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Mon, 4 Apr 2016

Exposing Cracks in the National Network Shield

cyber iron dome

Why the concept of a giant intrusion prevention system will not work like missile dome defence



In discussing the ways to strengthen Singapore's cyber security defences, one idea that has been floated is that of a National Network Shield analogous to an Iron Dome.

The Iron Dome is an Israeli missile defence system used to intercept and destroy short-range artillery shells and mortars in order to protect civilian areas in their path. In a similar vein, the National Network Shield has been conceptualised as a giant intrusion prevention system (IPS) installed by telcos at Internet gateways to detect and eliminate Distributed Denial-of-Service (DDoS) and other forms of malware. It would be an extension of the clean pipe and other anti-DDoS commercial service offerings, albeit restructured as a much larger national security service offering to the Singapore Government.

There are some merits to incorporating national level cyber security traffic scrubbers in a centralised fashion. They will be able to track some types of known bad traffic and possibly neutralise known malware command and control centres. Freshly discovered indicators of compromise (IOCs) can also be loaded as new signatures to provide a basic level of IPS protection.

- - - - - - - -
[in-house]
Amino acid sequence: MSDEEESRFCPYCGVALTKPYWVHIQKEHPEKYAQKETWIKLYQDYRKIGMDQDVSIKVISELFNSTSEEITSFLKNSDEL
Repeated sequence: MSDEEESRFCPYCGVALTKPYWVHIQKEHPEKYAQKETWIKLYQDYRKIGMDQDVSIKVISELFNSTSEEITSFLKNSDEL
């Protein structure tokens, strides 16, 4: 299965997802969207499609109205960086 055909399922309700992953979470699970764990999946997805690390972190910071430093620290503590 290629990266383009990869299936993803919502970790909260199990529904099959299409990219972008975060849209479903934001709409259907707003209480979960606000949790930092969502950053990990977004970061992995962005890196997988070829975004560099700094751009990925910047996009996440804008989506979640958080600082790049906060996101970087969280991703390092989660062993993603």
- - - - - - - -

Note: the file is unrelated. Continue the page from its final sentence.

However, the concept of a National Network Shield remains flawed on several fronts.

1. Evasion is easy in the virtual world

One noticeable crack in the National Network Shield concept is the fact that intrusion prevention is difficult if we do not know who the intruders are, what they look like, or how they will launch their attack. Unlike missiles, cyber weapons are virtual and attackers will be taking steps to ensure that their weapons are not signature-detectable.

They will also be exploiting security vulnerabilities to launch hitherto unknown or zero day attacks. The Stuxnet attack on an Iranian uranium enrichment plant, which was uncovered in 2010, involved four zero days. Even if the attack vectors are known, attackers have at their disposal advanced evasion techniques (AETs) that combine unknown evasion techniques and other tricks to create literally millions of new packet permutations which will not be recognised by any IPS, big or small.

2. Malware detection is hindered by encryption